Kislev 29, 5767
Iran demanded Tuesday
that the United Nations Security Council condemn what it said was Israel's
clandestine development and possession of nuclear weapons.
Javad Zarif, Iran's ambassador to the UN, said in identical letters to the council and to the secretary-general that the Security Council should "condemn Israeli regime's clandestine development and possession of nuclear weapons, compel it to abandon nuclear weapons, [and] urge it to accede" to the Nuclear Nonproliferation Treaty.
Zarif said the Security Council should demand that all of Israel's nuclear facilities be subject to inspection by the International Atomic Energy Agency and be placed under its safeguards program.
"Should the Israeli regime fail to do so, the council must take resolute action under Chapter 7 of the Charter to ensure compliance," he said.
Chapter 7 of the UN Charter, which authorizes a range of measures from diplomatic and economic sanctions to military action.
Iran insists its own nuclear program is purely peaceful to develop nuclear energy, but the United States and many European nations believe Tehran's real aim in enriching uranium is to produce nuclear weapons.
The Security Council is currently debating a resolution that would impose sanctions on Iran for refusing to suspend its enrichment program.
Zarif said in the letters that the council's actions would show whether it was acting under the UN Charter or as "a tool" for a few permanent members who have encouraged Israel "to persist in its lawless behavior with impunity."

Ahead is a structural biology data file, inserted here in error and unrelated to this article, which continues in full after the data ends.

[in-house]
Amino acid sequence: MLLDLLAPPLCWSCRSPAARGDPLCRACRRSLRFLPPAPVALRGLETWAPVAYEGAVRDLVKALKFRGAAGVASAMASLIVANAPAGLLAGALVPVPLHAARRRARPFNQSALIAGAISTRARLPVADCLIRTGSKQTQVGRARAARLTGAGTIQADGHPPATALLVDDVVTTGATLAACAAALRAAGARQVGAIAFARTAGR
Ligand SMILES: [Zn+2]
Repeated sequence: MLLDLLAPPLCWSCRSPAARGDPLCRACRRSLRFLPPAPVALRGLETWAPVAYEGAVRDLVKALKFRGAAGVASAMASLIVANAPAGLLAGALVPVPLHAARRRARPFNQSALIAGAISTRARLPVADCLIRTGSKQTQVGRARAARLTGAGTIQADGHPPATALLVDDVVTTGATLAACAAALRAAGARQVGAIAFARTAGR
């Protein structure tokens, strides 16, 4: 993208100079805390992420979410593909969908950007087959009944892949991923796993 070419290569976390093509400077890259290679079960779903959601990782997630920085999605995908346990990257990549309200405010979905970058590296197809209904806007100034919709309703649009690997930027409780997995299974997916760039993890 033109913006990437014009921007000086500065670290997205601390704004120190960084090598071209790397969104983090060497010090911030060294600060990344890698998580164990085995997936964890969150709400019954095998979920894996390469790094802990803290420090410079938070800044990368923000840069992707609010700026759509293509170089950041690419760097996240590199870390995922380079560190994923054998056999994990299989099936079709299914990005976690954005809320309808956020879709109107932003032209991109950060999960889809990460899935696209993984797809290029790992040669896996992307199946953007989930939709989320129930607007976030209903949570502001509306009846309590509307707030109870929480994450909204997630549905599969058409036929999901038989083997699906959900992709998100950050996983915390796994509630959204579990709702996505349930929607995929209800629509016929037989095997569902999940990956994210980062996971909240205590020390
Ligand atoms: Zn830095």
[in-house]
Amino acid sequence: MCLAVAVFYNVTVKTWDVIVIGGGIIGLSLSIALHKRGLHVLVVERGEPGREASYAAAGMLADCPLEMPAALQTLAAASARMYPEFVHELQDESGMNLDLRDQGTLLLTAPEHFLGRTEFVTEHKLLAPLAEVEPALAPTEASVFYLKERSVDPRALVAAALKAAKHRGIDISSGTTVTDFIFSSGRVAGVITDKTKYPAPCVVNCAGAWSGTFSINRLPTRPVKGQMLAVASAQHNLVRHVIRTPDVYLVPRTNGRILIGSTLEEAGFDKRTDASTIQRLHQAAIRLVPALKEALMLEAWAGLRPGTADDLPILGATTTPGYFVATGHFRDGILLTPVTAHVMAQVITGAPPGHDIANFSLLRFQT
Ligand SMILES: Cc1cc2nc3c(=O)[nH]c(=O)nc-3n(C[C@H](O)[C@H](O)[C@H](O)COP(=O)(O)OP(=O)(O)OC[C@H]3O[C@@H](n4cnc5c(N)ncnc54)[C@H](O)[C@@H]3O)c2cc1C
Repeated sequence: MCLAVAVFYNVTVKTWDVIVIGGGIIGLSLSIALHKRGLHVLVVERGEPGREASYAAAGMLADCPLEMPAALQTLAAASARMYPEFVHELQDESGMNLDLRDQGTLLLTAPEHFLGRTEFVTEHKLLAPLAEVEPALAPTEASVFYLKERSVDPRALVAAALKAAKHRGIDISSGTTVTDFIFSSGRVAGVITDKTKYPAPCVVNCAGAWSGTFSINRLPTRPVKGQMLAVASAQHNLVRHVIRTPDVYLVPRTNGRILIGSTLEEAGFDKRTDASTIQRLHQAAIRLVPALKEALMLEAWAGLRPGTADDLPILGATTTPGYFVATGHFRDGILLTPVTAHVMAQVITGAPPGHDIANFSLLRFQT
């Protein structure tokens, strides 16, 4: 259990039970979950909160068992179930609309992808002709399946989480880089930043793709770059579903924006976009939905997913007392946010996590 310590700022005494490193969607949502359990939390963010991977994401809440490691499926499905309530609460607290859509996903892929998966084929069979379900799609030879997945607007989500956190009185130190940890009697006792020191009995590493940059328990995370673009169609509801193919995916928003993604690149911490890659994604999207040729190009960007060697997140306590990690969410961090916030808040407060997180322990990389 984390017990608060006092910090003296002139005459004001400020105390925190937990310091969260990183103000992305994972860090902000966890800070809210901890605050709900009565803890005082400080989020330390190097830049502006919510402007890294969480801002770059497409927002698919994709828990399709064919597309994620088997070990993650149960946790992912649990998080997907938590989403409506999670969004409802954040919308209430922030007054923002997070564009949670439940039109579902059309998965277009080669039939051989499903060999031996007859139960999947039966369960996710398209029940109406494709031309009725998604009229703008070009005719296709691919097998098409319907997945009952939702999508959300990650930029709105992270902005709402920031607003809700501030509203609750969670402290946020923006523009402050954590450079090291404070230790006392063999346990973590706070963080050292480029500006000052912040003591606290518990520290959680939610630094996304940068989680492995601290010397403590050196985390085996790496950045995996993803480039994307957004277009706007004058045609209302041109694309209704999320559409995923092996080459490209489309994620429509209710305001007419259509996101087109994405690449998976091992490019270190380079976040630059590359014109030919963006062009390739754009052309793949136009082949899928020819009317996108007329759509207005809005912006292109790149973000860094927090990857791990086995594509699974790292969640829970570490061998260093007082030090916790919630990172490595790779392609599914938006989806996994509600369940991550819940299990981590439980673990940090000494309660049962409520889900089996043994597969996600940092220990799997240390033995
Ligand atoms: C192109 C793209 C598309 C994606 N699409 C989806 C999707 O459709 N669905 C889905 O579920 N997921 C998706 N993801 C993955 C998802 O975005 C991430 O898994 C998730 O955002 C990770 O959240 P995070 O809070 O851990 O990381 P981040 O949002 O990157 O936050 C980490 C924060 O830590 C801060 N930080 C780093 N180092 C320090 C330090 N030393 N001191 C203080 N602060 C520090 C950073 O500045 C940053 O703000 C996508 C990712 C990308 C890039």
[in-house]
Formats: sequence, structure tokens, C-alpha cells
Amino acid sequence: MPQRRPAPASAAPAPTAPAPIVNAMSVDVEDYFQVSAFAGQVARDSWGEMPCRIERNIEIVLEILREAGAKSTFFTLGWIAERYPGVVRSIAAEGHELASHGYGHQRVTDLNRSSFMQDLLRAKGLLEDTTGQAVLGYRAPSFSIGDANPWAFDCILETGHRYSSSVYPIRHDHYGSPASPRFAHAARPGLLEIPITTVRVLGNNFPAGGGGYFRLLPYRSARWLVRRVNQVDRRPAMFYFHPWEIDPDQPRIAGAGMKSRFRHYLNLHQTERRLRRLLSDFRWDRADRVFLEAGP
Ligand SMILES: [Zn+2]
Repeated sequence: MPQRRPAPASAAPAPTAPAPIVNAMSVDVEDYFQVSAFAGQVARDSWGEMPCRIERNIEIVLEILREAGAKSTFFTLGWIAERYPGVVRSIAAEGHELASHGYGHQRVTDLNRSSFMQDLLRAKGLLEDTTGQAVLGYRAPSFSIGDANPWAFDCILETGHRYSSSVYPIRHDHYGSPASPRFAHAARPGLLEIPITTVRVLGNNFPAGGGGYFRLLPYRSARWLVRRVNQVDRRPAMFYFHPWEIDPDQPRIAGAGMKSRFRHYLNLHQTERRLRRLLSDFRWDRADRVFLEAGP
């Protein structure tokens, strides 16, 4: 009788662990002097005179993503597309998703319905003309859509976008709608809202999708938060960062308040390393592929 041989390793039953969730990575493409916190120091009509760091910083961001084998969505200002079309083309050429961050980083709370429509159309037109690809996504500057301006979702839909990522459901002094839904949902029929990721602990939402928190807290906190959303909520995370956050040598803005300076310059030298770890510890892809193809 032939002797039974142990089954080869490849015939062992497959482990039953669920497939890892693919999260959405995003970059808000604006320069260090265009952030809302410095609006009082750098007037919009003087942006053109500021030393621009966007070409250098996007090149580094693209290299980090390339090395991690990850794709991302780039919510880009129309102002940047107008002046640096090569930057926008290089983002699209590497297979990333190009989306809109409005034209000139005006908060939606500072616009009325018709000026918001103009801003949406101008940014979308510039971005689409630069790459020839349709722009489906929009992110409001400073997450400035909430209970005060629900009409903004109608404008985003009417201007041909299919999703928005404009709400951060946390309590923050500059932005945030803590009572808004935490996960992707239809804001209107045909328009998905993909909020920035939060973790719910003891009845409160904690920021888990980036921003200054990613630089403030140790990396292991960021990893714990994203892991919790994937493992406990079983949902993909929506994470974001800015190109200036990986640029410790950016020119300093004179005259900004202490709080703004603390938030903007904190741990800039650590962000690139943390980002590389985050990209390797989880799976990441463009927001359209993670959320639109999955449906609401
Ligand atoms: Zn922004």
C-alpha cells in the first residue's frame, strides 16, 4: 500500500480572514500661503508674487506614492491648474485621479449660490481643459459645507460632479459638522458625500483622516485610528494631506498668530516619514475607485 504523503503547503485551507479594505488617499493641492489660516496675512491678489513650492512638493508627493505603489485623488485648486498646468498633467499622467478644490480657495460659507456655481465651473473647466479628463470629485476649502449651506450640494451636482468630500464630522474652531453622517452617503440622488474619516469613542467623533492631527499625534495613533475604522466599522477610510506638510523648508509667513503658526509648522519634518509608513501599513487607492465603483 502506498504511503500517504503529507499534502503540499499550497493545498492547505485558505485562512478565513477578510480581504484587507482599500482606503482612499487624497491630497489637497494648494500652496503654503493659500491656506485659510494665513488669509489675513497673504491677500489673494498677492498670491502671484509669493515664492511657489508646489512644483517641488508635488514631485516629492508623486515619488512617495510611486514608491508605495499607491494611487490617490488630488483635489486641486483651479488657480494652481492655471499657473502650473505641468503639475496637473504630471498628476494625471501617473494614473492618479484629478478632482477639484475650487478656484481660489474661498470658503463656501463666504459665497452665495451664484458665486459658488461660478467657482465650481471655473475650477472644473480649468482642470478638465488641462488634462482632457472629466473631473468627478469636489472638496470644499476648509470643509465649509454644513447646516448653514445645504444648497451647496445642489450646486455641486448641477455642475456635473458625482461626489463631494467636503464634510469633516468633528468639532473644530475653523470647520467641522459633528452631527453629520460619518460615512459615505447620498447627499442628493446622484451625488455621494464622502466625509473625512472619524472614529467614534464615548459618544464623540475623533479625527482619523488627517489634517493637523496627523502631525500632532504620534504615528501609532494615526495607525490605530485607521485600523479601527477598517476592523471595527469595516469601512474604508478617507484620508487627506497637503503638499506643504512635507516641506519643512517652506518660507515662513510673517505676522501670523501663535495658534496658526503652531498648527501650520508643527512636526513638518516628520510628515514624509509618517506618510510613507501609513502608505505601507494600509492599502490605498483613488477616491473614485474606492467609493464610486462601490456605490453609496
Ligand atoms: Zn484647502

The statement may be in reference to the U.S., Israel's closest ally, which would almost certainly veto any council resolution on Israel's nuclear program.
Zarif said Israel was the only obstacle to establishing a nuclear weapons-free zone in the Middle East.
"Peace and stability cannot be achieved in the Middle East while the massive Israeli nuclear arsenal continues to threaten the region and beyond," he said.
Zarif said Israeli Prime Minister Ehud Olmert's recent comments in a German television interview constituted not only a public admission of the country's nuclear weapons but a public boast of how dangerous they are.
Israel has a long-standing policy of ambiguity on nuclear weapons, refusing to confirm or deny whether it has them. But in the German TV interview broadcast December 12, Olmert listed Israel among countries that possess nuclear weapons.
Israel's UN Mission had no immediate comment on Zarif's letters.
The Iranian ambassador insisted in the letters, obtained by the Associated Press, that Olmert's comments were a clear admission that Israel possessed nuclear weapons in violation of international law, the UN Charter, and numerous Security Council and General Assembly resolutions.
"Nuclear weapons in the hands of a regime with an unparalleled record of noncompliance with Security Council resolutions and a long and dark catalogue of crimes and atrocities such as occupation, aggression, militarism, state-terrorism, and crimes against humanity, poses a uniquely grave threat to regional as well as international peace and security," Zarif claimed.
He called on the council to fulfill its responsibility under the UN Charter "to address such a clear and serious threat to international peace and security."